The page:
Although Ecuador health officials are keeping a close watch on a new Covid-19 variant in South Africa, they say they still expect to reduce pandemic restrictions by the end of December. The national Emergency Operations Committee plans several meetings to evaluate pandemic conditions in the country and will issue its recommendations afterward.
Countries of the European Union and the United States are limiting air travel to and from parts of Africa where cases of the new coronavirus variant, Omicron, have emerged. The World Health Organization calls Omicron a variant “of concern” due to its complex molecular structure. Some researchers say the variant has the potential to partially evade protections from natural Covid infection and vaccines.
“We are following the information we receive about Omicron but we do not plan to take any action until we know more,” says Health Minister Ximena Garzón. “We are pleased with our progress in controlling Covid and believe our population is adequately protected against new variants.”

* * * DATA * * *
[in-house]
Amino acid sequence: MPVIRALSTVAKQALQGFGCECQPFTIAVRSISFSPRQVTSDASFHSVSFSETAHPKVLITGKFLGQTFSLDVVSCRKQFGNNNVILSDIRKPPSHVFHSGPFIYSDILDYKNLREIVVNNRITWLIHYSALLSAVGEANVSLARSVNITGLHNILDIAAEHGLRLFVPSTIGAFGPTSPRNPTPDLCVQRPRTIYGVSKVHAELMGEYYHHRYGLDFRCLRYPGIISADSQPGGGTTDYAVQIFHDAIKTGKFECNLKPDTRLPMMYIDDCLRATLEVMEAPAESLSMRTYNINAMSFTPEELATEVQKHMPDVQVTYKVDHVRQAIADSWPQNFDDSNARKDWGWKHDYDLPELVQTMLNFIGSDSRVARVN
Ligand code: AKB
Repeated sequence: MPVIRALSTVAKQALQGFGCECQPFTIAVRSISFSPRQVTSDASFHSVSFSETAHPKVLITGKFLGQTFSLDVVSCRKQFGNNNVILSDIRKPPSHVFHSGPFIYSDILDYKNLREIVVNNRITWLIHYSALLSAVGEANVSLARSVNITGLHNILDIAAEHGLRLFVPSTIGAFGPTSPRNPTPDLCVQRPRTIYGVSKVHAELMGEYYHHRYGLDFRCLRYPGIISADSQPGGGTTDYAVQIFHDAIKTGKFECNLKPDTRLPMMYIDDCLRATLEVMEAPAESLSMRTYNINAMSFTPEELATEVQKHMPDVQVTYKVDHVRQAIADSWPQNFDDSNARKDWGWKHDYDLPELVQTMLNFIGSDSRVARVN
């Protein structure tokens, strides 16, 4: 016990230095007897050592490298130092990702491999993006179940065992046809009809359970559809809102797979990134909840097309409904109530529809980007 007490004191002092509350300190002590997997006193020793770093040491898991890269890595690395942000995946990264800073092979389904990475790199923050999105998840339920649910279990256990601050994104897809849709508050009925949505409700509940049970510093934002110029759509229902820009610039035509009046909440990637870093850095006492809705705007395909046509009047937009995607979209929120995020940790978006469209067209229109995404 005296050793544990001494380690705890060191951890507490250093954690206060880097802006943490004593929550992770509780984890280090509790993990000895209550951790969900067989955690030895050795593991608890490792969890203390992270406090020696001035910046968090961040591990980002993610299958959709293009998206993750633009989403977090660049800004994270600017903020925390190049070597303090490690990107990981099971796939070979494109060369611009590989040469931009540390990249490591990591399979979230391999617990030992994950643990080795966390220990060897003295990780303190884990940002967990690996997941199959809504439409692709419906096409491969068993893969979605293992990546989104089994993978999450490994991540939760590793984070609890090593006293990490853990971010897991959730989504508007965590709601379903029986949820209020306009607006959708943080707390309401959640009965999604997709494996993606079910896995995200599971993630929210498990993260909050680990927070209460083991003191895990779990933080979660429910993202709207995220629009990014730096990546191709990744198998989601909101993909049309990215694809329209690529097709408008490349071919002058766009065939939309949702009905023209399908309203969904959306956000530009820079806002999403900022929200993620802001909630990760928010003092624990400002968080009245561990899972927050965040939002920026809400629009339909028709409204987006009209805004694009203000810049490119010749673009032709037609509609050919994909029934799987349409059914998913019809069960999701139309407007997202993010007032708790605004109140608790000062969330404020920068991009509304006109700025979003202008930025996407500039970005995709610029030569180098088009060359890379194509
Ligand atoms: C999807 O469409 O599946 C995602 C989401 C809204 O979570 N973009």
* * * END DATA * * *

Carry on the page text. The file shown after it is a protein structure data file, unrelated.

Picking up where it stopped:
Consultant to the Health Ministry, Carlos Esposito, says he is not overly concerned about Omicron. “We have seen these variants come and go and I see no need for panic,” he says. “There have been two or three that have caused similar alarm after Delta and they did not replicate at a level to be a problem and have now died out.”
According to Esposito, different variants have widely varying impacts on different populations. “Delta proved to be deadly in Europe and North America but it had little impact in Ecuador other than frightening people into getting vaccinated,” he said. “So far, there are relatively few cases of Omicron and the cases have mostly been mild. It will be two or three weeks before we understand it and the danger is presents but I don’t expect it to become a major threat.”
Through vaccines and natural infection, Esposito believes Ecuador is well protected from Covid-19. “Based on the data I see, we have the highest percentage in the world for protecting the at-risk population – 96 percent vaccinated, at last count. I believe conditions will continue to improve here no matter what new variants come along.”